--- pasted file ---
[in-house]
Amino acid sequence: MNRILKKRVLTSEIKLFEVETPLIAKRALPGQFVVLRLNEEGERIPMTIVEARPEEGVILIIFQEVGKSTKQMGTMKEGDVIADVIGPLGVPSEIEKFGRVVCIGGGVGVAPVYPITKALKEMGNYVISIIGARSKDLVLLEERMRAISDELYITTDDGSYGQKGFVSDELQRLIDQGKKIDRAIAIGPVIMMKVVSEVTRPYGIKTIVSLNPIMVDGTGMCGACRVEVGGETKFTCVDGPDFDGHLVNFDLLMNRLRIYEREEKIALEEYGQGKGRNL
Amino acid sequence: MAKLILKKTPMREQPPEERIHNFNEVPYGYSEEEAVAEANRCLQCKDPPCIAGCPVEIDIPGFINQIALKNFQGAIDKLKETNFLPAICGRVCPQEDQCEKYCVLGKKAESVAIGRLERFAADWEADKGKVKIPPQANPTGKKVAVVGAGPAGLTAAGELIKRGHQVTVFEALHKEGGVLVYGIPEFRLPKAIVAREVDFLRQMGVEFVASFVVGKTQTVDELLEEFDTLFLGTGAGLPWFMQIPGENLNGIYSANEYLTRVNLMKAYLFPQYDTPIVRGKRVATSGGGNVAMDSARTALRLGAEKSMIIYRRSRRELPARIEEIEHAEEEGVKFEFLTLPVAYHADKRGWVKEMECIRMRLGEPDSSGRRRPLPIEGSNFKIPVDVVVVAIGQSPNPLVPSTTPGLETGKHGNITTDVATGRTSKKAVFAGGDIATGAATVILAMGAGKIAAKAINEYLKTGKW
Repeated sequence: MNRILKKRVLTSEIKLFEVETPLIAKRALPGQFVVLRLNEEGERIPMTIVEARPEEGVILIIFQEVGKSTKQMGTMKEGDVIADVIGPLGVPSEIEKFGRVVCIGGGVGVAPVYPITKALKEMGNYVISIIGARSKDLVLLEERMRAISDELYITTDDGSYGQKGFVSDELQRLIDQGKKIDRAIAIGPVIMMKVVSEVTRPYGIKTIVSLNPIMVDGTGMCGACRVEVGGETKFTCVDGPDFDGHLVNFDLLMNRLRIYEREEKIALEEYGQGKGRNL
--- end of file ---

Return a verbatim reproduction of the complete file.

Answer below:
[in-house]
Amino acid sequence: MNRILKKRVLTSEIKLFEVETPLIAKRALPGQFVVLRLNEEGERIPMTIVEARPEEGVILIIFQEVGKSTKQMGTMKEGDVIADVIGPLGVPSEIEKFGRVVCIGGGVGVAPVYPITKALKEMGNYVISIIGARSKDLVLLEERMRAISDELYITTDDGSYGQKGFVSDELQRLIDQGKKIDRAIAIGPVIMMKVVSEVTRPYGIKTIVSLNPIMVDGTGMCGACRVEVGGETKFTCVDGPDFDGHLVNFDLLMNRLRIYEREEKIALEEYGQGKGRNL
Amino acid sequence: MAKLILKKTPMREQPPEERIHNFNEVPYGYSEEEAVAEANRCLQCKDPPCIAGCPVEIDIPGFINQIALKNFQGAIDKLKETNFLPAICGRVCPQEDQCEKYCVLGKKAESVAIGRLERFAADWEADKGKVKIPPQANPTGKKVAVVGAGPAGLTAAGELIKRGHQVTVFEALHKEGGVLVYGIPEFRLPKAIVAREVDFLRQMGVEFVASFVVGKTQTVDELLEEFDTLFLGTGAGLPWFMQIPGENLNGIYSANEYLTRVNLMKAYLFPQYDTPIVRGKRVATSGGGNVAMDSARTALRLGAEKSMIIYRRSRRELPARIEEIEHAEEEGVKFEFLTLPVAYHADKRGWVKEMECIRMRLGEPDSSGRRRPLPIEGSNFKIPVDVVVVAIGQSPNPLVPSTTPGLETGKHGNITTDVATGRTSKKAVFAGGDIATGAATVILAMGAGKIAAKAINEYLKTGKW
Repeated sequence: MNRILKKRVLTSEIKLFEVETPLIAKRALPGQFVVLRLNEEGERIPMTIVEARPEEGVILIIFQEVGKSTKQMGTMKEGDVIADVIGPLGVPSEIEKFGRVVCIGGGVGVAPVYPITKALKEMGNYVISIIGARSKDLVLLEERMRAISDELYITTDDGSYGQKGFVSDELQRLIDQGKKIDRAIAIGPVIMMKVVSEVTRPYGIKTIVSLNPIMVDGTGMCGACRVEVGGETKFTCVDGPDFDGHLVNFDLLMNRLRIYEREEKIALEEYGQGKGRNL